Weekend Reading on Women’s Representation: Black Women Are Already Front-Runners in Statewide Primaries; Efforts to Pass ERA Ramp Up

Weekend Reading for Women’s Representation is a compilation of stories about women’s representation.

This week: Black women establish themselves as early front-runners in statewide primaries; New Jersey must track data on the gender and race of appointees to state boards and commissions; efforts to pass the ERA in 2022; advances for women around the globe; RSVP for RepresentWomen’s Solutions Summit for a 21st Century Democracy; and more.

A Workplace Void of Violence and Harassment: Creating Safer Working Environments with ILO’s Convention 190

The International Labour Organization’s Convention 190—a legally binding instrument adopted in 2019—has a bold message: Gender-based discrimination will no longer be tolerated in the “world of work.”

This legislation attempts to address gender-based violence and harassment in the world of work at the international level. Convention 190 is unique from past attempts as it provides a singular concept of violence and harassment and requires a inclusive, integrated and gender-responsive approach to prevent and address these issues.

Dr. Mom: Female Physicians Need Support in Their Roles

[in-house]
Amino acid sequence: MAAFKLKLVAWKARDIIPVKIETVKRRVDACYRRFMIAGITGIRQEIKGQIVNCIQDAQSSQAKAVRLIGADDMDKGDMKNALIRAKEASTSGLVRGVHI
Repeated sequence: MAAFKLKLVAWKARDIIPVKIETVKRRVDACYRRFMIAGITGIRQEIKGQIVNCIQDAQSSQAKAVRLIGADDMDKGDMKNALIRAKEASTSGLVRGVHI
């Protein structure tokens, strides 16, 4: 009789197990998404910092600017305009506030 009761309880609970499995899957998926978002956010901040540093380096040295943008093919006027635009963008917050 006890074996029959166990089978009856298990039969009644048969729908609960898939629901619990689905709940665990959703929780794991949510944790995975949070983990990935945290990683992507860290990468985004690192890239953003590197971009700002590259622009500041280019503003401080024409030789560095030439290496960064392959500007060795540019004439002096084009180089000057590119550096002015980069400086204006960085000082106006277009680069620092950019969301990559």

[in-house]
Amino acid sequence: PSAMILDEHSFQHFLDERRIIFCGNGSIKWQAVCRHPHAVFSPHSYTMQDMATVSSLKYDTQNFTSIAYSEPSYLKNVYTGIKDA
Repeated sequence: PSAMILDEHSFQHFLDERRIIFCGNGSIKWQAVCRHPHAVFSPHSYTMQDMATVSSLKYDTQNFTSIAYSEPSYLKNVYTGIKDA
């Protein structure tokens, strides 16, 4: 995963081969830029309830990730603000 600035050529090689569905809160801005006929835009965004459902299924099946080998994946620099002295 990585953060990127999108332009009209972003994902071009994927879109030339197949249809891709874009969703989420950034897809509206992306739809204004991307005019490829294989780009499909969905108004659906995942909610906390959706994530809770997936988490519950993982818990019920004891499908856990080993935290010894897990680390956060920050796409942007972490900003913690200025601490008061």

It’s clear the medical profession needs women. Patient mortality and hospital readmission rates decrease when women physicians care for them, compared to their male counterparts.

But women in medicine need support, especially as they embark on parenting. Among physician parents, women are more likely to be responsible for household tasks and schooling or childcare compared to men during the pandemic. The women also experienced greater depressive and anxiety symptoms.

Farmers Leading Protests in India—and the Young Feminists Camping With Them—Just Scored a Major Win. Will It Last?

As the world advocates for collective action toward the empowerment for all (including universal healthcare and tuition-free education), farmers and agrarian laborers from the states of Punjab, Haryana and Uttar Pradesh in India have finally pushed back with a massive movement. And after a year of unprecedented protests, an equally unprecedented victory has been won. To some readers, just to exist without immediate corporate control over agriculture may seem small—but these farmers are poised to change the whole game.

And undoubtedly, while the protest was majority male, the centrality of women’s contribution has been unquestionable.

“Any Day They Could Deport Me”: Immigrant Children in Legal Purgatory

There are more than 44,000 child immigrants trapped in the Special Immigrant Juvenile Status (SIJS) backlog, waiting to apply for a green card. In the meantime, they are vulnerable to deportation, homelessness and abuse.

Children from El Salvador, Honduras and Guatemala in particular must wait an average of four years to receive green cards after first applying for SIJS. As Congress and the Biden administration push for immigration protections, SIJS children have been left out.